I guess I've never felt sadness about being separated from my family of origin, but maybe it was because I had a really terrific adopted family. More than anything, I am saddened that my birth mother had to endure the pain of being separated from her child and that she felt shame regarding my placement. I've often thought that the events surrounding my adoption probably contributed to her developing alcoholism in the following years. At the same time, though, I don't blame myself. It was just a sad situation all the way around.

A pic of my bio mom and a pic of me:
http://i49.photobucket.com/albums/f2.../lisapatty.jpg

~lisa~mama to 3 boys (1/02, 5/04, 12/06)
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#15 of 27 Old 04-16-2007, 04:00 PM - Thread Starter
 
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you are both so beautiful.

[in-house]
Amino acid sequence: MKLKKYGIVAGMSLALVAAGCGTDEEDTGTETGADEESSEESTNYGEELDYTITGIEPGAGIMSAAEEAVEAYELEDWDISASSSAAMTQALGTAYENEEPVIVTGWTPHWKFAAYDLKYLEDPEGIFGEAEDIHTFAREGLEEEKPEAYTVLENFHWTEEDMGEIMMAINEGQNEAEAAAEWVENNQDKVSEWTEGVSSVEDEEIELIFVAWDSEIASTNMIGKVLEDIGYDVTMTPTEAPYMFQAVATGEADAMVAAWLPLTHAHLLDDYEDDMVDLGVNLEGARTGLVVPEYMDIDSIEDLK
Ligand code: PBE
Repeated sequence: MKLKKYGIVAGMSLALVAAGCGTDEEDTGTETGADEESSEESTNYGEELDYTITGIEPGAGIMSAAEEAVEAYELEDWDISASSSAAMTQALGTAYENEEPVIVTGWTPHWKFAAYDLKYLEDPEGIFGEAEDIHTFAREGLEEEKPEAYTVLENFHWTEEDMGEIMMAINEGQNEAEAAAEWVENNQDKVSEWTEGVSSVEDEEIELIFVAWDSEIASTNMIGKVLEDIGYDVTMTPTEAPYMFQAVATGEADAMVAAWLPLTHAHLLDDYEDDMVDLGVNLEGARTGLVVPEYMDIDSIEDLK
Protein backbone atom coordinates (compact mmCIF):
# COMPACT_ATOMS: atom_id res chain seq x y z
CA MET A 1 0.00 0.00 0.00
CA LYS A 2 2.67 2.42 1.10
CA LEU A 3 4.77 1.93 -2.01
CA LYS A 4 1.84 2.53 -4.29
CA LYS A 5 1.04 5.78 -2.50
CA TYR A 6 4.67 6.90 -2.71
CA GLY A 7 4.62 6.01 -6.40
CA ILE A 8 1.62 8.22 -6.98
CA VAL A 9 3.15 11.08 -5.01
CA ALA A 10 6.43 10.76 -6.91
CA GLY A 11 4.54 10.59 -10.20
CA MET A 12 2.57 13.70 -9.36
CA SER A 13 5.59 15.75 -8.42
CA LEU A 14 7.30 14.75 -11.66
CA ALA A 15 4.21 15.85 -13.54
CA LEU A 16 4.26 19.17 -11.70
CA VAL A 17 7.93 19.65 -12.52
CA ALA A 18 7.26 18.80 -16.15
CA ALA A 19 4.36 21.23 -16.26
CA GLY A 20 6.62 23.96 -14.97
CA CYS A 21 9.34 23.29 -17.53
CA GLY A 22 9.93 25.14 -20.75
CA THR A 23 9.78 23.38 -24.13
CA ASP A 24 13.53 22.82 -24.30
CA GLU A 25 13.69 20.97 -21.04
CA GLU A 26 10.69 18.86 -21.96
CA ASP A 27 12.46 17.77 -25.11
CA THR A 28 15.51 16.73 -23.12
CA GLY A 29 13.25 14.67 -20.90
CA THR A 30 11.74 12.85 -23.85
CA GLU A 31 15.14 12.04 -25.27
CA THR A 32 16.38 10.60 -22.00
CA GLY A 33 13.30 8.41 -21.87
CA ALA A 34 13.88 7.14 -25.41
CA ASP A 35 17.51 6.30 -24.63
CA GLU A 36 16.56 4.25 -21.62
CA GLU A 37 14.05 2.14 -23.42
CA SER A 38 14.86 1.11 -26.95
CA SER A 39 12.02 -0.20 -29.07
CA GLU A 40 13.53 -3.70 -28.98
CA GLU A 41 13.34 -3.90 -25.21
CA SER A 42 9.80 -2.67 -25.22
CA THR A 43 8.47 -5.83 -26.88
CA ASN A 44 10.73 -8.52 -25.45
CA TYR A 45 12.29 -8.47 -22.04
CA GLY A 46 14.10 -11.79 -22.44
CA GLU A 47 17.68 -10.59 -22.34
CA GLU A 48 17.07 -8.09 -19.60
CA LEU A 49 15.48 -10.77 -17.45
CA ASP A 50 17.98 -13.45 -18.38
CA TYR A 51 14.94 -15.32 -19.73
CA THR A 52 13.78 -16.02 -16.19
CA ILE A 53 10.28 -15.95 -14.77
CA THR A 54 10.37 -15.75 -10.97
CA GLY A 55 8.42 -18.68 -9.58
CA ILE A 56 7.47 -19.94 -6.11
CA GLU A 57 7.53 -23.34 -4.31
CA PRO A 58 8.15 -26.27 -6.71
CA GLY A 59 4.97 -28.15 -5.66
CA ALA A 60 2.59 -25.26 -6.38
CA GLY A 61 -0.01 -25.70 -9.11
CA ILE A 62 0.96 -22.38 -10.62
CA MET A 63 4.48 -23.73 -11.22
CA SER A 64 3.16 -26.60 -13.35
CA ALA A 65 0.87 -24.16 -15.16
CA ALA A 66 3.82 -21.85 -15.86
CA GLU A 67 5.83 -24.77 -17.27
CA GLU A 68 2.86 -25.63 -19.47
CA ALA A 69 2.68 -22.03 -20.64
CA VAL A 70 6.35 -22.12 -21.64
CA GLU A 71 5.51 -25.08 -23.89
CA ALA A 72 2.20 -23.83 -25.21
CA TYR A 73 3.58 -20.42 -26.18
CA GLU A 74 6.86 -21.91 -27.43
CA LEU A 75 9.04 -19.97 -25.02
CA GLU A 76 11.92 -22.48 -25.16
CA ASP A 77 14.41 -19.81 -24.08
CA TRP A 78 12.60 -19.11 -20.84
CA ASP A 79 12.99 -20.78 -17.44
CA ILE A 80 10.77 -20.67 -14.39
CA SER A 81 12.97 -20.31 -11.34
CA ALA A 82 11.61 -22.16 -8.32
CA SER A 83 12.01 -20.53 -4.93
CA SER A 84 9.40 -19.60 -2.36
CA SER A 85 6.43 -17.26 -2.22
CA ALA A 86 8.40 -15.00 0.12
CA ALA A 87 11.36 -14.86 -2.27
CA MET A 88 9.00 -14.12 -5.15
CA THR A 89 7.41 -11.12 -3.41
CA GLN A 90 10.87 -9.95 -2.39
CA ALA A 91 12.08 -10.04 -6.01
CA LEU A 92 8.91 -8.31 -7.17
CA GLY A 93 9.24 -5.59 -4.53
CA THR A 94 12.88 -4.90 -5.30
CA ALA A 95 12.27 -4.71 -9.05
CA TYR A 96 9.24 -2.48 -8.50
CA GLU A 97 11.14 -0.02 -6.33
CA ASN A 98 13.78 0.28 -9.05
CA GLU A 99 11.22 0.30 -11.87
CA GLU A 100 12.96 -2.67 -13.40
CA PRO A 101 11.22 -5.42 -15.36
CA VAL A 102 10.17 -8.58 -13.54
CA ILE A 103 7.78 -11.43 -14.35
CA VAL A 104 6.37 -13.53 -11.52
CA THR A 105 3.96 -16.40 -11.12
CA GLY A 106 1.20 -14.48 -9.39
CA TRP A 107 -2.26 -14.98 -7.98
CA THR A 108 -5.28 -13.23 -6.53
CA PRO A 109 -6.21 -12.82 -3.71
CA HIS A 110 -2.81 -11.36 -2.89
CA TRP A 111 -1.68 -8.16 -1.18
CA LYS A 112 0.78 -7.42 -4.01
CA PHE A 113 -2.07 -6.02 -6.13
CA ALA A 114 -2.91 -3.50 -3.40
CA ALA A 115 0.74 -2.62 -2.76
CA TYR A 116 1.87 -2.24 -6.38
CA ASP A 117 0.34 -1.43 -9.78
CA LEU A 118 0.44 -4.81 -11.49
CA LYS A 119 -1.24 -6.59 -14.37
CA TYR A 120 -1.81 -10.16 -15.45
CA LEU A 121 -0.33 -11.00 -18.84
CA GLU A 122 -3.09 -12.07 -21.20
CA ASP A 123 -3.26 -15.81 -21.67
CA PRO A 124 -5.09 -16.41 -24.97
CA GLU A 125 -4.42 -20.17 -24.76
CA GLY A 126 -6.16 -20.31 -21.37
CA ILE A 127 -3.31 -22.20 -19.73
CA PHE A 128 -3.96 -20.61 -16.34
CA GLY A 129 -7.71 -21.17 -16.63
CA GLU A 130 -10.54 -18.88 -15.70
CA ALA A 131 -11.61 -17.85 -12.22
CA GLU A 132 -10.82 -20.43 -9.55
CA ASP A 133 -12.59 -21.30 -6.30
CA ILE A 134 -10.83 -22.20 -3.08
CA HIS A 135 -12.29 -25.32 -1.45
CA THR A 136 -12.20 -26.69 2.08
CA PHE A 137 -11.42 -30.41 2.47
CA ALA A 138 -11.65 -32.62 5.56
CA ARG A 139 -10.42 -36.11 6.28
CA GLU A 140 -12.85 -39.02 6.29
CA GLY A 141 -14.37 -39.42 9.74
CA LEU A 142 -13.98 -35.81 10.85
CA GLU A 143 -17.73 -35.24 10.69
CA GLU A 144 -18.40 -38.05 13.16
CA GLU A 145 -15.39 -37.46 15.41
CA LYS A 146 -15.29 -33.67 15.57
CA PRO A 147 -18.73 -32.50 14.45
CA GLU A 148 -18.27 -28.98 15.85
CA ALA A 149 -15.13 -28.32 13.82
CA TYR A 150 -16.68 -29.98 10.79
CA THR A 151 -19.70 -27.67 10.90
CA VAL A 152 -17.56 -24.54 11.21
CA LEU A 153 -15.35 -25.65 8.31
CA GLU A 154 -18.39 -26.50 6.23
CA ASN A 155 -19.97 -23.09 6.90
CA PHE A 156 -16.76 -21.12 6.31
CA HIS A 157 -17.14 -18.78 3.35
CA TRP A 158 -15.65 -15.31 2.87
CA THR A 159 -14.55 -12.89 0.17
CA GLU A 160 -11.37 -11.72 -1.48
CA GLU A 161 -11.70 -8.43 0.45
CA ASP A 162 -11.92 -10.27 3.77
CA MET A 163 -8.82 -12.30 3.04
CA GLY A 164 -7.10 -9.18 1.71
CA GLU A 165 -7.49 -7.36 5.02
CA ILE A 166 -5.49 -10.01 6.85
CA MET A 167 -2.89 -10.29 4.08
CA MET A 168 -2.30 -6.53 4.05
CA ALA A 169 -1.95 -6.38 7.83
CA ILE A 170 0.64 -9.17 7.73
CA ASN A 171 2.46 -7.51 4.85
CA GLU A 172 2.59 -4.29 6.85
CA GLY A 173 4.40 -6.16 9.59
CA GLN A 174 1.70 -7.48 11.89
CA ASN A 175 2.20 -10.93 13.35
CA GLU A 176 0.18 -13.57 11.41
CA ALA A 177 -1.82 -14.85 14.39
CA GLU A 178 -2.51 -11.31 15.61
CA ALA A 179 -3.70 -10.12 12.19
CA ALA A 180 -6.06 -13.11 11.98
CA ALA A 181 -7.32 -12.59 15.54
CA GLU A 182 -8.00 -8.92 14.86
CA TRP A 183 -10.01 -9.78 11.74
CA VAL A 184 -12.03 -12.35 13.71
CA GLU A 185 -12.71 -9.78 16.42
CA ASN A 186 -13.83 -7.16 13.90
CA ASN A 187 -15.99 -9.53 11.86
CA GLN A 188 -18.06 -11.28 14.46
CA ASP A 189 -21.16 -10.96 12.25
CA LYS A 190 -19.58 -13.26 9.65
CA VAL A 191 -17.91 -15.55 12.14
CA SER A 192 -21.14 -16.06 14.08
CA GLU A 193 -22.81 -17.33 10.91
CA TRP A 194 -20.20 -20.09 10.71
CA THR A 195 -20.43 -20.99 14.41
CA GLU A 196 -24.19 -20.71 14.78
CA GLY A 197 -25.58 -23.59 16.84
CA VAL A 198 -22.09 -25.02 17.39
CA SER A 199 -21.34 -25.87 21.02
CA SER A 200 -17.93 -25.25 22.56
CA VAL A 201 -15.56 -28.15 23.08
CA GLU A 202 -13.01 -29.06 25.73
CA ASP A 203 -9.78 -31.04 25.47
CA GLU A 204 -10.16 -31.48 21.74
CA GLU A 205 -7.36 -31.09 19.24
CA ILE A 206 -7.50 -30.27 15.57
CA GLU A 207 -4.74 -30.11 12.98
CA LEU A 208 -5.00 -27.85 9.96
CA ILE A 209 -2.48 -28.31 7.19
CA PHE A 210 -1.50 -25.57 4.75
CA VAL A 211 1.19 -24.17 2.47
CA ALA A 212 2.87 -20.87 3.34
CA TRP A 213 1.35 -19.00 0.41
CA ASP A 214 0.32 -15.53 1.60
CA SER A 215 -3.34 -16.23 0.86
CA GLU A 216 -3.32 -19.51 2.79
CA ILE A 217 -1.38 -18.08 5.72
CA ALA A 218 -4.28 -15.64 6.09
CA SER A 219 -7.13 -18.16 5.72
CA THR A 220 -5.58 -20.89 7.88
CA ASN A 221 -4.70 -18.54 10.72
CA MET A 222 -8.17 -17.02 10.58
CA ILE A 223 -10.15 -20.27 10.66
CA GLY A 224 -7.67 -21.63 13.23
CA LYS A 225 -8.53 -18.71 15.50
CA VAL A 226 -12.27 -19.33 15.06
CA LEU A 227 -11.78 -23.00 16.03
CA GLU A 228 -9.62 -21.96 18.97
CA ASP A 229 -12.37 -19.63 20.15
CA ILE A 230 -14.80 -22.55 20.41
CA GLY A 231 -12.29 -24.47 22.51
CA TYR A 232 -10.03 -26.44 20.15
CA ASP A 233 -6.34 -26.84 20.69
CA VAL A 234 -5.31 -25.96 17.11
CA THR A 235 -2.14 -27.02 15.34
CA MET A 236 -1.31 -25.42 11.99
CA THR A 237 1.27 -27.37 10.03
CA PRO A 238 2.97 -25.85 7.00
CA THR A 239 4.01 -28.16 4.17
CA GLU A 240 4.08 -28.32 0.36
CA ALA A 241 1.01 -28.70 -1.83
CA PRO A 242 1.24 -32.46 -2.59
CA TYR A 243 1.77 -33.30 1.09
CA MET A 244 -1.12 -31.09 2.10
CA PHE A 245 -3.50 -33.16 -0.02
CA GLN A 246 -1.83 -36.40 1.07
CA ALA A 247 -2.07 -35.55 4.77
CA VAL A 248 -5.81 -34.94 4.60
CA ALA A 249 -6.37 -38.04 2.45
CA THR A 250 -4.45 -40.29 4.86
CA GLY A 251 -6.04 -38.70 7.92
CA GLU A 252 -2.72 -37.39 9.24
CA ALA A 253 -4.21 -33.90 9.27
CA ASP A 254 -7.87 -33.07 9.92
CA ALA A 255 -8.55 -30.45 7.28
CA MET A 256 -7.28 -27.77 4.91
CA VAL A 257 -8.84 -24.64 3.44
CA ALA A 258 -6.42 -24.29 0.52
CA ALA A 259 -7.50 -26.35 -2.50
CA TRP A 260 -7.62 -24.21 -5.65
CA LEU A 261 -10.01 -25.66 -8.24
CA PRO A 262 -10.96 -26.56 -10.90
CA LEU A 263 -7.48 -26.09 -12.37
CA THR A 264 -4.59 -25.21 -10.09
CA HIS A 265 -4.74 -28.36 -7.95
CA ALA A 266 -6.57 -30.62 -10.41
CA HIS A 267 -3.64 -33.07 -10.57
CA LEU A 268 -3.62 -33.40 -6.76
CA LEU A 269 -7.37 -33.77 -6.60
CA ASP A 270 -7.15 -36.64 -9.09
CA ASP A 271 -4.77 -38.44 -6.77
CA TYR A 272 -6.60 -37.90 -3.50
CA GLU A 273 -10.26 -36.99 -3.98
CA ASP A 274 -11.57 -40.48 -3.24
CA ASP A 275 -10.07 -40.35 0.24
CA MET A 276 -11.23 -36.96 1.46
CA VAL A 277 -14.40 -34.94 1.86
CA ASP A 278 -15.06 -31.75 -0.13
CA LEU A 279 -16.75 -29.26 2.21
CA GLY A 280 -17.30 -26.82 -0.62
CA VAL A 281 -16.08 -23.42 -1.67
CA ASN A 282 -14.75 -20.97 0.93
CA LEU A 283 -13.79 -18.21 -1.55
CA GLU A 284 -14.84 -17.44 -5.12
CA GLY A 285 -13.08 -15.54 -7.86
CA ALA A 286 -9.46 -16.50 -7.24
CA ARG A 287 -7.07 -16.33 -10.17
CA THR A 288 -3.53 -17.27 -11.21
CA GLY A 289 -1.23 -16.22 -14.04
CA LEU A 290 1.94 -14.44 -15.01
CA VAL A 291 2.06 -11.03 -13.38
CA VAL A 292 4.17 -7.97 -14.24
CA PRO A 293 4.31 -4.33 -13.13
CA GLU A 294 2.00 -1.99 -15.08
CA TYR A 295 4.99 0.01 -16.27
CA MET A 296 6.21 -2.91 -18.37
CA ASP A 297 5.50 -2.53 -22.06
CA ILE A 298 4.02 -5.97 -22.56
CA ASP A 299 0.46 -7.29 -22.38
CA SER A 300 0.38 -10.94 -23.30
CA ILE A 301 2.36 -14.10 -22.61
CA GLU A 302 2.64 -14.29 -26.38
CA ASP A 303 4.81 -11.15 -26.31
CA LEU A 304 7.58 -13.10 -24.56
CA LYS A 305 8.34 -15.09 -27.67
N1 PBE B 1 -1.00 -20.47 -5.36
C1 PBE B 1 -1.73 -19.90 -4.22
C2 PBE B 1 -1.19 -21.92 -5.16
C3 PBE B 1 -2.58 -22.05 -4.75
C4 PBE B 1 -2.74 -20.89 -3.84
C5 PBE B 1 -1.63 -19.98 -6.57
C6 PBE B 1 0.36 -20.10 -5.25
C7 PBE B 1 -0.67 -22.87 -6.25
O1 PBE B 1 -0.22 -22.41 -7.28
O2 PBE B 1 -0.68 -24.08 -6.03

right now i am scratching the surface of getting to know my bdad. it is cool to find similarities but painful for me to..... you can read about it in my blog a little.
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#16 of 27 Old 04-16-2007, 05:05 PM
 
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My bio mom gave me the name of my bio dad. He took off to Florida when she told him that she was pg with me. He didn't sign any adoption papers or anything. I guess they tried to locate him, but either they couldn't or he didn't want to be found. A couple of years after my birth (actually when my bmom was in the hospital giving birth to my 2nd half-brother), bdad contacted her asking about me. Too late, huh?